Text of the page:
The Longhorns still have a lot of room to improve.
Texas broke out with an electrifying performance in its 45-44 loss to California, yet the Longhorns held themselves back with numerous mental mistakes. With stout Big 12 competition looming, Texas will have little room for error.
“It’s all the mistakes that we’re making,” head coach Charlie Strong said. “We’re doing it to ourselves. … It comes back to fundamentals and technique.”
The Longhorns burned themselves against the Golden Bears, drawing yellow flags early and often. In total, Texas committed 10 penalties for 93 yards. The offensive line alone committed five. The Longhorns can’t afford to kill drives with penalties — instead, they need to emphasize sustaining long drives and keeping opposing offenses sidelined.
“We know that if we want to have success, we have to eliminate penalties,” senior center Taylor Doyle said. “I never want to be detrimental to my team when I’m out there. I want to be helpful. We know there’s no room in football for holding calls.”
While the Longhorns are a young team and expect growing pains, it was the veterans who committed some of the most costly penalties against California.
First, junior safety Dylan Haines was ejected for targeting a receiver’s helmet. Then, senior guard Sedrick Flowers cost the Longhorns 15 yards with a late hit. Strong doesn’t want to point fingers at his veterans, but he said the team can’t make those mistakes.
Aside from penalties, the Longhorns also struggle with pure execution. Through three games, Texas’ defense chronically suffers from missed tackles and blown assignments — especially against the run. With an inability to contain inside runs combined with poor tackling, the Longhorns know that their opponents will continue to test them.
“Coach is putting us in the spot to make plays, and there are some gaps guys just can’t get in,” freshman linebacker Malik Jefferson said. “We know guys are going to try and run it down our throat because they have seen our last three games. Now the challenge is to stop the run.”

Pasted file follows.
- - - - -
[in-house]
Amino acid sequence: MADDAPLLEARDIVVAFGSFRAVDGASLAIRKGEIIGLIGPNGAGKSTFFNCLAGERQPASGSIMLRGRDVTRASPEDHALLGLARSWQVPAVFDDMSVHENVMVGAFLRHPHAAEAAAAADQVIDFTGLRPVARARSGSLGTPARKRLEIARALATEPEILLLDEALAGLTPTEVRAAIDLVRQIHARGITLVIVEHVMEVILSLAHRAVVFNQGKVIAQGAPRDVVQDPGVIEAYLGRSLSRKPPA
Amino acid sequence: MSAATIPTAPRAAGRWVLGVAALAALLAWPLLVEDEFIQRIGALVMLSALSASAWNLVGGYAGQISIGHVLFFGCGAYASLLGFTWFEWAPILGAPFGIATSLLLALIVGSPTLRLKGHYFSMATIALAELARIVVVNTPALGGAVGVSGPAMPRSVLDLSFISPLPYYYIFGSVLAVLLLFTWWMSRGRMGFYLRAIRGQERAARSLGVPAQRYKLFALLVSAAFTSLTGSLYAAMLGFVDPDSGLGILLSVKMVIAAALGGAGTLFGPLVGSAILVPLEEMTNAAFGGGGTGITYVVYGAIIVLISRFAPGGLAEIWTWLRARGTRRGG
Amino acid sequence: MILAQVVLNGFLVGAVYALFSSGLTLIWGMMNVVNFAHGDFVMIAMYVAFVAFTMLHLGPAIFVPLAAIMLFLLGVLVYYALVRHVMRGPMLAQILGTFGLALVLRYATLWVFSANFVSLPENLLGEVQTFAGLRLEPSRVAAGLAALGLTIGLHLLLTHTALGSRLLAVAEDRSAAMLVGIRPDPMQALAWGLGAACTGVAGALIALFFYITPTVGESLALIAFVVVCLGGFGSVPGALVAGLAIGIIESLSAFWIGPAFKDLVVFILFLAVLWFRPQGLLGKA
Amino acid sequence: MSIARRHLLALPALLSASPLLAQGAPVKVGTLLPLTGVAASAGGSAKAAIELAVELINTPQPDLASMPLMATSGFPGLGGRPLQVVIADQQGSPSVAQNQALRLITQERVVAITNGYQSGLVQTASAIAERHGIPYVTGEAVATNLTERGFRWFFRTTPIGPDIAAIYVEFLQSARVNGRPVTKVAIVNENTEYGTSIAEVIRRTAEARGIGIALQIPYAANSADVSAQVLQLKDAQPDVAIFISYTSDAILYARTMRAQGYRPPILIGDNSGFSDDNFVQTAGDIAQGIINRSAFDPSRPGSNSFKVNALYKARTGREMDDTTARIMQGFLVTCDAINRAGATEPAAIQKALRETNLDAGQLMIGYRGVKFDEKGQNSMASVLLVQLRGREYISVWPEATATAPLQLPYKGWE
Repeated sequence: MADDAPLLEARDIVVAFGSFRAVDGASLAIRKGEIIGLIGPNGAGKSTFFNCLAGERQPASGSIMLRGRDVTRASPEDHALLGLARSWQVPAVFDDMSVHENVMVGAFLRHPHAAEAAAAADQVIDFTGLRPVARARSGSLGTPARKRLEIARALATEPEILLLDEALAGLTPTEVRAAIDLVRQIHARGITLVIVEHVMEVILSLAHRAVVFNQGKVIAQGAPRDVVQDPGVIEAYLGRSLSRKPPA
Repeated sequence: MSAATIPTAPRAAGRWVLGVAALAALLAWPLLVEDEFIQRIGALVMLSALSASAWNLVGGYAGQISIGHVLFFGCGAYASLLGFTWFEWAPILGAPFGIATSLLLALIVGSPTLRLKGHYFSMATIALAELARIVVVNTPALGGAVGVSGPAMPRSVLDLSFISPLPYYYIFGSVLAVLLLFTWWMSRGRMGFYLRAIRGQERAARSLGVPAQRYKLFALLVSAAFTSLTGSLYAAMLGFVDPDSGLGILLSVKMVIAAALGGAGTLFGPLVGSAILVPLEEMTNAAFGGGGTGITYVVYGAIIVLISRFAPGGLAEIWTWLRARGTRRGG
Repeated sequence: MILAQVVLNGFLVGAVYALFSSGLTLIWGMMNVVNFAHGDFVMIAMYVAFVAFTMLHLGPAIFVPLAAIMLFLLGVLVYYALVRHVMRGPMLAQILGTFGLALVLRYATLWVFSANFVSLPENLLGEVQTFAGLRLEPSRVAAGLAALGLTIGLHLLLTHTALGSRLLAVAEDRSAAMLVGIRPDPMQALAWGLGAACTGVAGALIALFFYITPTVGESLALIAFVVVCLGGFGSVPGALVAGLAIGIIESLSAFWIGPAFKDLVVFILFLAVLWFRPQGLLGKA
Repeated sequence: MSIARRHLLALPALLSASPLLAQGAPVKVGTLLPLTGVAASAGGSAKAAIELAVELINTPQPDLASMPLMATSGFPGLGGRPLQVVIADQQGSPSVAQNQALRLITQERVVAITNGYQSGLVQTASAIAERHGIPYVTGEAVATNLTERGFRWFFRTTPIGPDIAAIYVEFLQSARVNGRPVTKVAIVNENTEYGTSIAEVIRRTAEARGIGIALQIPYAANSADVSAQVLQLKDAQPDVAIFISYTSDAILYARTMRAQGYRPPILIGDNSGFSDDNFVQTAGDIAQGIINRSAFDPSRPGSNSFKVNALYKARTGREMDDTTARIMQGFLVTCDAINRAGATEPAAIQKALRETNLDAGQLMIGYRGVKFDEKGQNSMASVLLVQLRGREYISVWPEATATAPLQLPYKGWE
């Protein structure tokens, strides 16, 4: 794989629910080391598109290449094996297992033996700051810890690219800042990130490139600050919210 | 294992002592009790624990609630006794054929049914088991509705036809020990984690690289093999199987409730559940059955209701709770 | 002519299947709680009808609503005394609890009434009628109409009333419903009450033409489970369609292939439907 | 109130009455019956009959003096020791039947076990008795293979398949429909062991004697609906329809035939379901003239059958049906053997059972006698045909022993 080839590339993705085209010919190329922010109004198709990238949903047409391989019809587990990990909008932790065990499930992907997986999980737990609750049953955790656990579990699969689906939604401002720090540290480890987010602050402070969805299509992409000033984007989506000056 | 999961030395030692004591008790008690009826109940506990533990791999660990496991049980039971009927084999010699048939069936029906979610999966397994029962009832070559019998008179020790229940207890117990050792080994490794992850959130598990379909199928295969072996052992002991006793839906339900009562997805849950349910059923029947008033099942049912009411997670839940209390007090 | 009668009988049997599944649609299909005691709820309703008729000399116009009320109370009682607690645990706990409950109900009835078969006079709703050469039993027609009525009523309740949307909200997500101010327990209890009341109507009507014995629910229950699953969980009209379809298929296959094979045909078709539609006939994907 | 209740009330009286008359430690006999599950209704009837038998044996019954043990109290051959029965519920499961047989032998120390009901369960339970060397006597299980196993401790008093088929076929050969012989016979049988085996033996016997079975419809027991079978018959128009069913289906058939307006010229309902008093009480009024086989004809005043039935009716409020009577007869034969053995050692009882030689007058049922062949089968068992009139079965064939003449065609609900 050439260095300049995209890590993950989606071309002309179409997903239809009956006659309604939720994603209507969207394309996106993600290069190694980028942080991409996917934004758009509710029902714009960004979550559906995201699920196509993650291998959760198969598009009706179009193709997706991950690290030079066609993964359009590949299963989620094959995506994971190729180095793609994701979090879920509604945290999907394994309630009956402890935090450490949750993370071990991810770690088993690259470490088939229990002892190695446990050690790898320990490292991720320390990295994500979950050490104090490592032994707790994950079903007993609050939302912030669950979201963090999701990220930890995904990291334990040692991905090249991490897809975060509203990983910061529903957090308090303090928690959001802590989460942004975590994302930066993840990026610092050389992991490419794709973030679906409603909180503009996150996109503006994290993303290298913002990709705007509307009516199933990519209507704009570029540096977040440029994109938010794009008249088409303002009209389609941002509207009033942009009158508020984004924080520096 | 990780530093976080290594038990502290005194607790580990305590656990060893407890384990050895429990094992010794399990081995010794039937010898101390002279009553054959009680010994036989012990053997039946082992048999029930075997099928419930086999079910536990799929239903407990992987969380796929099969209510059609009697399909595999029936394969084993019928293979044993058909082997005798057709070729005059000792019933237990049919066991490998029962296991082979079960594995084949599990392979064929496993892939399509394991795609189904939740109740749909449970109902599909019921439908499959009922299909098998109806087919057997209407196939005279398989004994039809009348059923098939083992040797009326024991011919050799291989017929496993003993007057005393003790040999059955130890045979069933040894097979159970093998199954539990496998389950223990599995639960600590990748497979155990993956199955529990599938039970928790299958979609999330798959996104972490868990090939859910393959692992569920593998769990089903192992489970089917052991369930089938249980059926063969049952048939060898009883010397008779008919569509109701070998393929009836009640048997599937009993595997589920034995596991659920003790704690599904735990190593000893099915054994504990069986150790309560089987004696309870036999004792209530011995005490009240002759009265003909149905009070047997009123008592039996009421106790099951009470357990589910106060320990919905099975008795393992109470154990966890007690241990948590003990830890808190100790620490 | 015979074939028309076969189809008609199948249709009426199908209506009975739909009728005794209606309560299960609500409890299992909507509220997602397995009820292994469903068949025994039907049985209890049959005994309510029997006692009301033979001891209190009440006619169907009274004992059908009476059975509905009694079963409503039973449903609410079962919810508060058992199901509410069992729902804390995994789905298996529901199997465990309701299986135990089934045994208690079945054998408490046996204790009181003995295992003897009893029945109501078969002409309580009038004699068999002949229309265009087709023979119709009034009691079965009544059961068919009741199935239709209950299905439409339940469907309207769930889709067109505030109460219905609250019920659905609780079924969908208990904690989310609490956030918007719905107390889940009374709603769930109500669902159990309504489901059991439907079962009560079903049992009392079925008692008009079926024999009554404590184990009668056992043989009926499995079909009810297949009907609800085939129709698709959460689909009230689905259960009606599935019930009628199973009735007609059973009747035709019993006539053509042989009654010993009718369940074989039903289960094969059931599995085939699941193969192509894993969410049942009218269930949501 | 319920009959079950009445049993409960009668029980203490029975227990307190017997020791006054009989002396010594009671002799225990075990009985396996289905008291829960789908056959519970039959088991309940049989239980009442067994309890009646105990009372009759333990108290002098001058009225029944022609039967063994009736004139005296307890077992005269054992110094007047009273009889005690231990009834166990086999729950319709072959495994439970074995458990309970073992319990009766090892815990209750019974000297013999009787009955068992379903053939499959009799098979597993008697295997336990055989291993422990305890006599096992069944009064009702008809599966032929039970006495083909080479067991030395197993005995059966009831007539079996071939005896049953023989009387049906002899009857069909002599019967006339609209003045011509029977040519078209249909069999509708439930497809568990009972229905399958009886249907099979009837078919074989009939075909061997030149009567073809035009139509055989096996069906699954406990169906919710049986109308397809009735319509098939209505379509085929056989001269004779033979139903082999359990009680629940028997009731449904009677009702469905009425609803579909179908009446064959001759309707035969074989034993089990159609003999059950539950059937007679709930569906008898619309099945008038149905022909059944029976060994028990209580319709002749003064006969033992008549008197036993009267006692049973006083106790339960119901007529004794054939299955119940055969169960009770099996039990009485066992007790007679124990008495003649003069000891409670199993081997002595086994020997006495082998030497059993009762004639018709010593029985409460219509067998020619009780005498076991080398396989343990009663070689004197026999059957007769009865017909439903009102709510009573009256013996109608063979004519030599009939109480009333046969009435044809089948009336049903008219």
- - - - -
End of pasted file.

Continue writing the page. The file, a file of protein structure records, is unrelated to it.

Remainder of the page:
The Longhorns also stress trust as a means of righting their mistakes. Senior defensive tackle Desmond Jackson emphasized the defense’s need to expect success instead of anticipating others’ mistakes and trying to do too much. He said the team makes its best plays when they come together and execute individual assignments.
Although Texas’ defense continues to struggle with the same issues, its offense flashed new mistakes against the Golden Bears. Specifically, two turnovers and multiple dropped passes plagued the otherwise-potent unit. Even though the offense showed immense potential in its 44-point outing, eliminating mistakes will be key to winning in conference play.
“At the end of the day, we didn’t do enough,” said Jay Norvell, the wide receivers coach who oversees play-calling. “We grew as a team, and we got to learn from the mistakes that we made and correct them so they won’t happen to us again.”
Fortunately for Texas, the miscues mostly come down to execution and focus — not a lack of talent or chemistry. Both players and coaches preach that the mistakes are correctable. Now, it’s about translating those fixes to the field.
“We need to get back to winning games, and we’re focused on doing the things every day to get there,” Doyle said. “We’re excited to have a clean slate with the Big 12 now.”